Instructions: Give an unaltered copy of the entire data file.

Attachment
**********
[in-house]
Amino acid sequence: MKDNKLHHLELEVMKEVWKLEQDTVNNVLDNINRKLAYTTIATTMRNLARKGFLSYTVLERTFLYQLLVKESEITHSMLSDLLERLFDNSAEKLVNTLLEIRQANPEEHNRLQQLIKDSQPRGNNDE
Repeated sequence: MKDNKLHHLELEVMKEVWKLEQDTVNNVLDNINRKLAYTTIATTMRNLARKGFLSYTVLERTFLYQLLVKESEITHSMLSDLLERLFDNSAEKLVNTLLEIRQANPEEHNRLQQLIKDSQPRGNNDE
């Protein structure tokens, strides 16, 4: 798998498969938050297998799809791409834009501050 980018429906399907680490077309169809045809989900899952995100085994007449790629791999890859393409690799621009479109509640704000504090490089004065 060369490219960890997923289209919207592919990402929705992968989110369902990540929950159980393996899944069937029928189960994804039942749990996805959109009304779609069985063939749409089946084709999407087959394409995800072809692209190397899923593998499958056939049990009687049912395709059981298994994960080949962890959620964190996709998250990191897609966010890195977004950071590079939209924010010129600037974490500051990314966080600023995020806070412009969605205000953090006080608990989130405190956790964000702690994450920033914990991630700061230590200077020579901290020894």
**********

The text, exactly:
[in-house]
Amino acid sequence: MKDNKLHHLELEVMKEVWKLEQDTVNNVLDNINRKLAYTTIATTMRNLARKGFLSYTVLERTFLYQLLVKESEITHSMLSDLLERLFDNSAEKLVNTLLEIRQANPEEHNRLQQLIKDSQPRGNNDE
Repeated sequence: MKDNKLHHLELEVMKEVWKLEQDTVNNVLDNINRKLAYTTIATTMRNLARKGFLSYTVLERTFLYQLLVKESEITHSMLSDLLERLFDNSAEKLVNTLLEIRQANPEEHNRLQQLIKDSQPRGNNDE
């Protein structure tokens, strides 16, 4: 798998498969938050297998799809791409834009501050 980018429906399907680490077309169809045809989900899952995100085994007449790629791999890859393409690799621009479109509640704000504090490089004065 060369490219960890997923289209919207592919990402929705992968989110369902990540929950159980393996899944069937029928189960994804039942749990996805959109009304779609069985063939749409089946084709999407087959394409995800072809692209190397899923593998499958056939049990009687049912395709059981298994994960080949962890959620964190996709998250990191897609966010890195977004950071590079939209924010010129600037974490500051990314966080600023995020806070412009969605205000953090006080608990989130405190956790964000702690994450920033914990991630700061230590200077020579901290020894």